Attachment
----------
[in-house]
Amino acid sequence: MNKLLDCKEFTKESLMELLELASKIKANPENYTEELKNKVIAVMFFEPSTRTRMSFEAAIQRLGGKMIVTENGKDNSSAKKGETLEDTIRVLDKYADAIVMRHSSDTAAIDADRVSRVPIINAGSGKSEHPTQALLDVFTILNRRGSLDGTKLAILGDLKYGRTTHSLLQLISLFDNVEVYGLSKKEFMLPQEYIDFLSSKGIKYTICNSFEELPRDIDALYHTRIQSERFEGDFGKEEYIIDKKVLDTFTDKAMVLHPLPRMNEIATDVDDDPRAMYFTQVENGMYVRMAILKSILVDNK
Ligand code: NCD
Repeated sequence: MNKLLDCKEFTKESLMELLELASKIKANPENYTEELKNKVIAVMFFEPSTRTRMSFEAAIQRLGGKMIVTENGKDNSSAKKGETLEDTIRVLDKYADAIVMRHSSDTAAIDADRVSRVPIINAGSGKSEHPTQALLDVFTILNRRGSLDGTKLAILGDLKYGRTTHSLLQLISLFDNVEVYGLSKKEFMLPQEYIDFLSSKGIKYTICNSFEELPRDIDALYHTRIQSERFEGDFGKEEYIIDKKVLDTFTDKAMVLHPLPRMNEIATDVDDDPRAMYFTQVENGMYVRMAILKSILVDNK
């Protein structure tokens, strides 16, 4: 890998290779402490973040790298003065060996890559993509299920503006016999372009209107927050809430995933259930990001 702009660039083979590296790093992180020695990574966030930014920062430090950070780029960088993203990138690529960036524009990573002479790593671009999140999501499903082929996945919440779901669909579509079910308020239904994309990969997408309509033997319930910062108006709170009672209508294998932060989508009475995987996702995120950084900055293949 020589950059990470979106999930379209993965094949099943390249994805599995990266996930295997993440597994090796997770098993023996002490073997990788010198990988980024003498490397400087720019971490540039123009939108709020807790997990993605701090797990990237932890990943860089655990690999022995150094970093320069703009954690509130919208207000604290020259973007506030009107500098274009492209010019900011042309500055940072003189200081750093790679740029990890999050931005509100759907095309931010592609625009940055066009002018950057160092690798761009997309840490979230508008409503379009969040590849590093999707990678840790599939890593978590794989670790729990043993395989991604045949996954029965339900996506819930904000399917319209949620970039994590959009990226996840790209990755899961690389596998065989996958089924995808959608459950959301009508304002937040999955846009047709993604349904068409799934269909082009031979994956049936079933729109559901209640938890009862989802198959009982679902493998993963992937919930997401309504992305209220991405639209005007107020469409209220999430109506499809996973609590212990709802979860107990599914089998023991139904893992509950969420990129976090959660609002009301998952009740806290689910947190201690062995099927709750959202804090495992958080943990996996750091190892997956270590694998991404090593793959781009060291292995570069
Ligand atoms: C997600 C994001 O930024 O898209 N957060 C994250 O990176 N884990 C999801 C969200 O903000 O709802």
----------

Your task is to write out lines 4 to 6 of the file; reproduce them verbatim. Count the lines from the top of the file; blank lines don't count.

Repeated sequence: MNKLLDCKEFTKESLMELLELASKIKANPENYTEELKNKVIAVMFFEPSTRTRMSFEAAIQRLGGKMIVTENGKDNSSAKKGETLEDTIRVLDKYADAIVMRHSSDTAAIDADRVSRVPIINAGSGKSEHPTQALLDVFTILNRRGSLDGTKLAILGDLKYGRTTHSLLQLISLFDNVEVYGLSKKEFMLPQEYIDFLSSKGIKYTICNSFEELPRDIDALYHTRIQSERFEGDFGKEEYIIDKKVLDTFTDKAMVLHPLPRMNEIATDVDDDPRAMYFTQVENGMYVRMAILKSILVDNK
């Protein structure tokens, strides 16, 4: 890998290779402490973040790298003065060996890559993509299920503006016999372009209107927050809430995933259930990001 702009660039083979590296790093992180020695990574966030930014920062430090950070780029960088993203990138690529960036524009990573002479790593671009999140999501499903082929996945919440779901669909579509079910308020239904994309990969997408309509033997319930910062108006709170009672209508294998932060989508009475995987996702995120950084900055293949 020589950059990470979106999930379209993965094949099943390249994805599995990266996930295997993440597994090796997770098993023996002490073997990788010198990988980024003498490397400087720019971490540039123009939108709020807790997990993605701090797990990237932890990943860089655990690999022995150094970093320069703009954690509130919208207000604290020259973007506030009107500098274009492209010019900011042309500055940072003189200081750093790679740029990890999050931005509100759907095309931010592609625009940055066009002018950057160092690798761009997309840490979230508008409503379009969040590849590093999707990678840790599939890593978590794989670790729990043993395989991604045949996954029965339900996506819930904000399917319209949620970039994590959009990226996840790209990755899961690389596998065989996958089924995808959608459950959301009508304002937040999955846009047709993604349904068409799934269909082009031979994956049936079933729109559901209640938890009862989802198959009982679902493998993963992937919930997401309504992305209220991405639209005007107020469409209220999430109506499809996973609590212990709802979860107990599914089998023991139904893992509950969420990129976090959660609002009301998952009740806290689910947190201690062995099927709750959202804090495992958080943990996996750091190892997956270590694998991404090593793959781009060291292995570069
Ligand atoms: C997600 C994001 O930024 O898209 N957060 C994250 O990176 N884990 C999801 C969200 O903000 O709802």